Social media networks like Facebook are not putting users in an ideological information bubble, despite fears to the contrary, a new research report said Thursday.
In the Canadian province of Quebec, a study of more than 26,000 trees across an area the size of Spain forecasts potential winners and losers in a changing climate.
Technology giants including Apple, Facebook, Snapchat and now Google want to take charge of how we get and see news on our phones.
Using Twitter and Google search trend data in the wake of the very limited U.S. Ebola outbreak of October 2014, a team of researchers from Arizona State University, Purdue University and Oregon State University have found ...
When two companies form a marketing alliance, investors always herald that as good news and send the companies' stock prices sky high, right? Well, maybe not. As a new study in the Journal of Marketing shows, marketing alliances ...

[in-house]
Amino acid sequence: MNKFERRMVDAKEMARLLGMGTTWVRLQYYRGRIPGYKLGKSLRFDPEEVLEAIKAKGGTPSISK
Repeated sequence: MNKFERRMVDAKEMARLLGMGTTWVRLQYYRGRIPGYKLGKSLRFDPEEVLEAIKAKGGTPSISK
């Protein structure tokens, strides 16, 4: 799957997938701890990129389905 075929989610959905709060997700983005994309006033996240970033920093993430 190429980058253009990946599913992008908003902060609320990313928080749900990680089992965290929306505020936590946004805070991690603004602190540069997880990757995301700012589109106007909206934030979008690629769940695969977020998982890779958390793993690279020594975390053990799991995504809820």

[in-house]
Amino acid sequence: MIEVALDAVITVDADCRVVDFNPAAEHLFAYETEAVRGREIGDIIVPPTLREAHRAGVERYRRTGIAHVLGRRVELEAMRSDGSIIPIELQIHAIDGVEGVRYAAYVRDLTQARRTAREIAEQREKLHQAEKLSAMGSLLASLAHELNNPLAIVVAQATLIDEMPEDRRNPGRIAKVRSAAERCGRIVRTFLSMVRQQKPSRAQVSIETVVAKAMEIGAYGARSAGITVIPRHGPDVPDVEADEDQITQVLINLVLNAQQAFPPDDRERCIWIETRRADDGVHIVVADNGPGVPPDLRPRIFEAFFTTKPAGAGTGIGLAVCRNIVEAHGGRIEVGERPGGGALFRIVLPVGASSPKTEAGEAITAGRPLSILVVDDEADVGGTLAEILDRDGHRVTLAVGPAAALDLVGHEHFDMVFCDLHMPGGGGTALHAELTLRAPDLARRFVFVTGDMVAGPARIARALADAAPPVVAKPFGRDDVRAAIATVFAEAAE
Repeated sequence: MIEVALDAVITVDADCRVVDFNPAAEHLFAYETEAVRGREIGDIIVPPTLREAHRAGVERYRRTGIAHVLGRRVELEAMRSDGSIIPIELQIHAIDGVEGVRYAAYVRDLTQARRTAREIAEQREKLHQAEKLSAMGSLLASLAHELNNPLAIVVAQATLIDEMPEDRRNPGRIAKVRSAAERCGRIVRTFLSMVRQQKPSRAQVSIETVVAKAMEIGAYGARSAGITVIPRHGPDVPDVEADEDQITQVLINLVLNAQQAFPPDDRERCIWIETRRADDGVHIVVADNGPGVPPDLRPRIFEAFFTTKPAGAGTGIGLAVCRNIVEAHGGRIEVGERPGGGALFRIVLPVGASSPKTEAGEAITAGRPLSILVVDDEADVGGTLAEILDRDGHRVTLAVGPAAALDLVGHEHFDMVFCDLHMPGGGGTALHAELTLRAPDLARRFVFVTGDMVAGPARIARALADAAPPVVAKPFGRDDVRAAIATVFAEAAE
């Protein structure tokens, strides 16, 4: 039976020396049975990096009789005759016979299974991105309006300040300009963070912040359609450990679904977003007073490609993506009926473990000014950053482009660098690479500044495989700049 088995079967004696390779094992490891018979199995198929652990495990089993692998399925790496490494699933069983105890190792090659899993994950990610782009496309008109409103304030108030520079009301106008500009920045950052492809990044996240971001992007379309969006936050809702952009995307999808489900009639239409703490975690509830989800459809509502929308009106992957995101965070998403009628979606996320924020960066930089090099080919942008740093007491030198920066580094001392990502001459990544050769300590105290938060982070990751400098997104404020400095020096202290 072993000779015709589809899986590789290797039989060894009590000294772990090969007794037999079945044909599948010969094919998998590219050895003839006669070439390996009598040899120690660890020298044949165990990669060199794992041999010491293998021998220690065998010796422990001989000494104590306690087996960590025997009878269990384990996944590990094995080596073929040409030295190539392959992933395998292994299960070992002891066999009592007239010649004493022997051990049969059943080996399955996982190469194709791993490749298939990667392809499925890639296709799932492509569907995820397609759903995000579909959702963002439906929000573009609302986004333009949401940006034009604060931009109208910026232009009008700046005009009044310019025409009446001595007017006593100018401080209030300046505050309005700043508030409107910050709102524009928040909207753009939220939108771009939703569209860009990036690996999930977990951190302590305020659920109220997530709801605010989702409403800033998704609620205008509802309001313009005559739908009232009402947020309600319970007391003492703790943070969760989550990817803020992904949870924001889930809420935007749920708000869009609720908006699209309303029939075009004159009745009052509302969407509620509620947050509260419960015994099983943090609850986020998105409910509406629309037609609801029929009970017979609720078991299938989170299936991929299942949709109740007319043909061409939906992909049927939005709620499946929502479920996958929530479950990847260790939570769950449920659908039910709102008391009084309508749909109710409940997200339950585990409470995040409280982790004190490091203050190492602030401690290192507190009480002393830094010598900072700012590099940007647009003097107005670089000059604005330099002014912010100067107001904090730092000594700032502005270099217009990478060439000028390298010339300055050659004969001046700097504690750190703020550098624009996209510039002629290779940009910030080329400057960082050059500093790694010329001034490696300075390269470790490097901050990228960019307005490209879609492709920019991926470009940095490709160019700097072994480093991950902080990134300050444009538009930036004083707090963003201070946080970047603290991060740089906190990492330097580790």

Don't believe everything you see tweeted, shared or posted about the millennial generation being uninformed.
The Washington Post said Tuesday it would provide all its content for Facebook's "Instant Articles" service as the social network expands efforts to partner with news organizations.
Journalists and other public figures can now offer live video to their followers on Facebook, which announced plans Thursday to broaden the streaming service.
Increasing American political polarization is linked to television news deregulation following the federal Telecommunications Act of 1996, according to a Washington State University study.
Embattled dating-for-cheaters website Ashley Madison insisted Monday that a massive hack and release of user data had not affected the site's prospects, with hundreds of thousands of new members—including real women.